Independent Changhua County Councilor Chang Hsue-ju (張雪如) is undertaking volunteer work for the deceased on behalf of lower-income families.
Chang has made a name for herself over the years not only as a county spokeswoman, but as an occasional mortician and funeral officiant.
She frequently assists financially disadvantaged families meet funeral expenses for their deceased relatives, and she even performs washing rituals — washing an average of 80 bodies per year.
One Yuanlin Township (員林) resident said whenever someone in the area says they are unable to afford funeral expenses, Chang immediately comes to mind, adding that everyone in her office is a certified funeral officiant and they have all conducted washing rites.
Chang said that she has seen countless families struggle with funeral expenses and has embraced the task of helping those families for 20 years.
Recalling the first time she performed funeral rites, Chang said she had seven families to help, but was unable to raise sufficient funds in time. Rather than raise cash for each family, she resolved to conduct the rites herself, combing the hair and cleaning the bodies of each departed relative, she said.
“To say I was not afraid would be lying,” Chang said, adding that she calmed herself by speaking to the bodies, telling them: “I am here to serve you, to make you beautiful so you can go live happily in paradise.”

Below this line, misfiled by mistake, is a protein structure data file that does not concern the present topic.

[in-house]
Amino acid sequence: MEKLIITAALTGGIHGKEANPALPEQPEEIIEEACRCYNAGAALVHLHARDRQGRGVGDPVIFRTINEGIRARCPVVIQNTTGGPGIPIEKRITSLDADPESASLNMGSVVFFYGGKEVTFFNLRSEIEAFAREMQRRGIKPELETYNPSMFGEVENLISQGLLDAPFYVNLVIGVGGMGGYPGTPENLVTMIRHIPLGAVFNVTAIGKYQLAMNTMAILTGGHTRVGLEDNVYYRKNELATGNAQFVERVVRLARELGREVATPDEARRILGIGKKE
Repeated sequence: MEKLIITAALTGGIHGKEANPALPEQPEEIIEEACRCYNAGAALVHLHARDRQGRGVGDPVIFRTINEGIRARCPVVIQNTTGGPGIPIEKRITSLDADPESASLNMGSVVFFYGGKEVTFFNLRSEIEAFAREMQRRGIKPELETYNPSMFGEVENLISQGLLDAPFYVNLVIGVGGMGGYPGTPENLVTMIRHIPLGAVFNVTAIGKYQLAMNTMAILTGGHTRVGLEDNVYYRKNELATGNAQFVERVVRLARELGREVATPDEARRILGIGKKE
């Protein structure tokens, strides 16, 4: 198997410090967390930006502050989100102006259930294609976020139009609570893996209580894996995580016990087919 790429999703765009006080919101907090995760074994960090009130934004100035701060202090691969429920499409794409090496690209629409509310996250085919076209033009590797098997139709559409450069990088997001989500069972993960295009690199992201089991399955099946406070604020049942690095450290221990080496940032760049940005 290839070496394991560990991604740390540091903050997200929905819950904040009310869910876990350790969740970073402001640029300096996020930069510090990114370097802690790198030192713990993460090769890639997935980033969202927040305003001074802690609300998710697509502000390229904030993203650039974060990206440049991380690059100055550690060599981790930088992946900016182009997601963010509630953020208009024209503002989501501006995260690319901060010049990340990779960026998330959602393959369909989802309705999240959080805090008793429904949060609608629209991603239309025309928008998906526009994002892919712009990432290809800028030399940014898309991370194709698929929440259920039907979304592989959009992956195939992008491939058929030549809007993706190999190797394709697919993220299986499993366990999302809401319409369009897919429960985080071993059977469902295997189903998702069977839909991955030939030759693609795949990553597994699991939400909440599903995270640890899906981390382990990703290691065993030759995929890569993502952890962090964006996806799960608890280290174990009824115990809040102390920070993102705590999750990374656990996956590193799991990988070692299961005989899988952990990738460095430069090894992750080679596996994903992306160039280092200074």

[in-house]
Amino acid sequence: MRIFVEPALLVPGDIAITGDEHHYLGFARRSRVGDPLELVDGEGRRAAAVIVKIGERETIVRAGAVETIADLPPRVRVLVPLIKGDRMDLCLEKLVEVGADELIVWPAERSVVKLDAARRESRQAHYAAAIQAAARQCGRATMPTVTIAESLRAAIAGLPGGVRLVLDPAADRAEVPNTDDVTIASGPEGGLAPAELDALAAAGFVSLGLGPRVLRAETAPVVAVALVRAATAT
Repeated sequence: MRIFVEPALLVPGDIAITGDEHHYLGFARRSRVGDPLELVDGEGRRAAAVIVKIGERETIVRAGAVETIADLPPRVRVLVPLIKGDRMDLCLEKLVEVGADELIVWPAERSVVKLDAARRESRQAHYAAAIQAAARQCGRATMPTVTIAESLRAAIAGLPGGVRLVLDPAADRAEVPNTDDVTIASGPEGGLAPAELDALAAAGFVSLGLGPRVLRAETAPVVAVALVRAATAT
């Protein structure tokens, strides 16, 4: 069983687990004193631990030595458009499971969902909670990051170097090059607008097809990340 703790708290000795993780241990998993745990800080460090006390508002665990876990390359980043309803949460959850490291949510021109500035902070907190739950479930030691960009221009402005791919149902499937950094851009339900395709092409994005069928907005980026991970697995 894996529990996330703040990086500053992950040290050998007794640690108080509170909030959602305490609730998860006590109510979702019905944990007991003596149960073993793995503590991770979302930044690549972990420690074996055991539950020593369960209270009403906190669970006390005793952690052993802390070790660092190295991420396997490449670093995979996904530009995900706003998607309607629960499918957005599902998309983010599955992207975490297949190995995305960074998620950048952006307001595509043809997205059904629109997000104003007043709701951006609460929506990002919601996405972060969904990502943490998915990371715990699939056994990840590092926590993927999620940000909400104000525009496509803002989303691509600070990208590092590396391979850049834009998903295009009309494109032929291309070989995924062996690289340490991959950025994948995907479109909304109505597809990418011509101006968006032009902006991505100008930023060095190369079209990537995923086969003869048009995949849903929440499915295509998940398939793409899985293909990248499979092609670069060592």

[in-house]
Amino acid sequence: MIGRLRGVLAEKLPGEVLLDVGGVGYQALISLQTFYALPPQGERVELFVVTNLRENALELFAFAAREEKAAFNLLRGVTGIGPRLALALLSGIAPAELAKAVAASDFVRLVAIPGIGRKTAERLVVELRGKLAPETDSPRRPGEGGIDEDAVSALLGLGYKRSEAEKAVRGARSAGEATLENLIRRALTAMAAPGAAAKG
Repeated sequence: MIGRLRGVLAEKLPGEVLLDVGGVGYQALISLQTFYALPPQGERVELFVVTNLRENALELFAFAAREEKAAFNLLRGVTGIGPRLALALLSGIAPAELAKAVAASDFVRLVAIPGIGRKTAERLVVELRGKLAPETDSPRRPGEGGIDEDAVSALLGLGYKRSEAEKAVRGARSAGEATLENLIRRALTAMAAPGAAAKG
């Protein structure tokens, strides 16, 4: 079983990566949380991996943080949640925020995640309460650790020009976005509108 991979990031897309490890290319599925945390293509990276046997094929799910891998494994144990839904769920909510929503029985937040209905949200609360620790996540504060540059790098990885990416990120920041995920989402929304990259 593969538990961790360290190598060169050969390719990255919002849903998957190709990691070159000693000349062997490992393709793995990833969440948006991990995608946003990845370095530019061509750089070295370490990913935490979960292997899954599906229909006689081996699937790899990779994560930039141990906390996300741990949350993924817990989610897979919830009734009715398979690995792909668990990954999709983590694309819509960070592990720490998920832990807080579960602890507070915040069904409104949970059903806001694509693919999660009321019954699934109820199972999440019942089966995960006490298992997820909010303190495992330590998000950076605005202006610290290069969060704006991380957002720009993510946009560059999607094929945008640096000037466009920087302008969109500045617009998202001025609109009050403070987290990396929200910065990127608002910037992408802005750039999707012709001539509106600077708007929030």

Chang said that after working with so many bodies, she is no longer frightened by them, adding that she has a sense of “resolve” in her when she performs the funeral work with her assistants.
Chang said that the work she does is not meant to take away business from industry professionals, adding that she only helps disadvantaged families.
She said that the professionals who take on work for her worth NT$70,000 to NT$80,000 are sacrificing their time and income to do so.
“When I see those poor departed people in their final state, it is not me helping them, but rather them teaching me,” Chang said.
Chang is now in her fourth term as county councilor. Her father, Chang Hsun-chang (張順昌), was also a county councilor.
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